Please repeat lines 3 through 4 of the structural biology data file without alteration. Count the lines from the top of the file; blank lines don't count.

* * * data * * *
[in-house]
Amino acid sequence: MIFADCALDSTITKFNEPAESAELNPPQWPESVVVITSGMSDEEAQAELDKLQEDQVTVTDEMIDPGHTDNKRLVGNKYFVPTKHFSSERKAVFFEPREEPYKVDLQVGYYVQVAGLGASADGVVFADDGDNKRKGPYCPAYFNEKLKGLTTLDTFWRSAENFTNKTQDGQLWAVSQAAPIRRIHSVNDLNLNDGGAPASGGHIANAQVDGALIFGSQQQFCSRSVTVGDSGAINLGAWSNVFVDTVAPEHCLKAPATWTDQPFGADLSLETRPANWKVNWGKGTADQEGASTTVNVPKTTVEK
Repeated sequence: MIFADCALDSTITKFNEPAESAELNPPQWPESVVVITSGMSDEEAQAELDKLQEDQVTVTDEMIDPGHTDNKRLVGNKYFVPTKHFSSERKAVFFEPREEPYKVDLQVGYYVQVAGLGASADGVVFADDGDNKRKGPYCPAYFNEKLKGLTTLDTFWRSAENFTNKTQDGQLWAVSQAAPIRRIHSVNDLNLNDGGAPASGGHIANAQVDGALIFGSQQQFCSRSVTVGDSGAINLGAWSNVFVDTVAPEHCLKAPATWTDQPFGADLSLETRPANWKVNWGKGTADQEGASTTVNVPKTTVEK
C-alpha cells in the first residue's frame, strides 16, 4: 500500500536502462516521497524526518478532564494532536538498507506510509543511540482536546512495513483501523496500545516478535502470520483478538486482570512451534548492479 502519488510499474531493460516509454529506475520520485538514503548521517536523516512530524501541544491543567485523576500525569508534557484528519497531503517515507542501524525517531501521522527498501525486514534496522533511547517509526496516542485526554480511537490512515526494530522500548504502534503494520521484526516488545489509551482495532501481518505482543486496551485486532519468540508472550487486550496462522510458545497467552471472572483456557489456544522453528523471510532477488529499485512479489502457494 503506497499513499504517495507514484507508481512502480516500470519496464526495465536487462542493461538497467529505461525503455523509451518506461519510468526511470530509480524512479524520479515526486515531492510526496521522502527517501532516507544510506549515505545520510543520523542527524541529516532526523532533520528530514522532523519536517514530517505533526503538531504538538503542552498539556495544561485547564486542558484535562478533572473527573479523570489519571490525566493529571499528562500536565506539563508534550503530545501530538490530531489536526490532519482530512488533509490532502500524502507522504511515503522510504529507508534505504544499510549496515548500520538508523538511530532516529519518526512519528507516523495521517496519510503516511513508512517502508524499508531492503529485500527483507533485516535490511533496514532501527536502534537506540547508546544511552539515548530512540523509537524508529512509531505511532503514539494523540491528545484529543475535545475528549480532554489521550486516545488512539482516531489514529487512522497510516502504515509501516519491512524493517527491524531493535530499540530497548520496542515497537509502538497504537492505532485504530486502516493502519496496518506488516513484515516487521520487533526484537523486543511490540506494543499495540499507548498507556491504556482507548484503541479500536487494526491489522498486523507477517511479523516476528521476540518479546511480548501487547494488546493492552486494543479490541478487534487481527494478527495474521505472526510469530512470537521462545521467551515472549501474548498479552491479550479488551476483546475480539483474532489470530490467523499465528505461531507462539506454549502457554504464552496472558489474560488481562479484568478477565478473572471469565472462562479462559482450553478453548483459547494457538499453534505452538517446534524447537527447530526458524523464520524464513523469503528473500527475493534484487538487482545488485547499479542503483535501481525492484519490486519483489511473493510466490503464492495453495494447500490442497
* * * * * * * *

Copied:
Repeated sequence: MIFADCALDSTITKFNEPAESAELNPPQWPESVVVITSGMSDEEAQAELDKLQEDQVTVTDEMIDPGHTDNKRLVGNKYFVPTKHFSSERKAVFFEPREEPYKVDLQVGYYVQVAGLGASADGVVFADDGDNKRKGPYCPAYFNEKLKGLTTLDTFWRSAENFTNKTQDGQLWAVSQAAPIRRIHSVNDLNLNDGGAPASGGHIANAQVDGALIFGSQQQFCSRSVTVGDSGAINLGAWSNVFVDTVAPEHCLKAPATWTDQPFGADLSLETRPANWKVNWGKGTADQEGASTTVNVPKTTVEK
C-alpha cells in the first residue's frame, strides 16, 4: 500500500536502462516521497524526518478532564494532536538498507506510509543511540482536546512495513483501523496500545516478535502470520483478538486482570512451534548492479 502519488510499474531493460516509454529506475520520485538514503548521517536523516512530524501541544491543567485523576500525569508534557484528519497531503517515507542501524525517531501521522527498501525486514534496522533511547517509526496516542485526554480511537490512515526494530522500548504502534503494520521484526516488545489509551482495532501481518505482543486496551485486532519468540508472550487486550496462522510458545497467552471472572483456557489456544522453528523471510532477488529499485512479489502457494 503506497499513499504517495507514484507508481512502480516500470519496464526495465536487462542493461538497467529505461525503455523509451518506461519510468526511470530509480524512479524520479515526486515531492510526496521522502527517501532516507544510506549515505545520510543520523542527524541529516532526523532533520528530514522532523519536517514530517505533526503538531504538538503542552498539556495544561485547564486542558484535562478533572473527573479523570489519571490525566493529571499528562500536565506539563508534550503530545501530538490530531489536526490532519482530512488533509490532502500524502507522504511515503522510504529507508534505504544499510549496515548500520538508523538511530532516529519518526512519528507516523495521517496519510503516511513508512517502508524499508531492503529485500527483507533485516535490511533496514532501527536502534537506540547508546544511552539515548530512540523509537524508529512509531505511532503514539494523540491528545484529543475535545475528549480532554489521550486516545488512539482516531489514529487512522497510516502504515509501516519491512524493517527491524531493535530499540530497548520496542515497537509502538497504537492505532485504530486502516493502519496496518506488516513484515516487521520487533526484537523486543511490540506494543499495540499507548498507556491504556482507548484503541479500536487494526491489522498486523507477517511479523516476528521476540518479546511480548501487547494488546493492552486494543479490541478487534487481527494478527495474521505472526510469530512470537521462545521467551515472549501474548498479552491479550479488551476483546475480539483474532489470530490467523499465528505461531507462539506454549502457554504464552496472558489474560488481562479484568478477565478473572471469565472462562479462559482450553478453548483459547494457538499453534505452538517446534524447537527447530526458524523464520524464513523469503528473500527475493534484487538487482545488485547499479542503483535501481525492484519490486519483489511473493510466490503464492495453495494447500490442497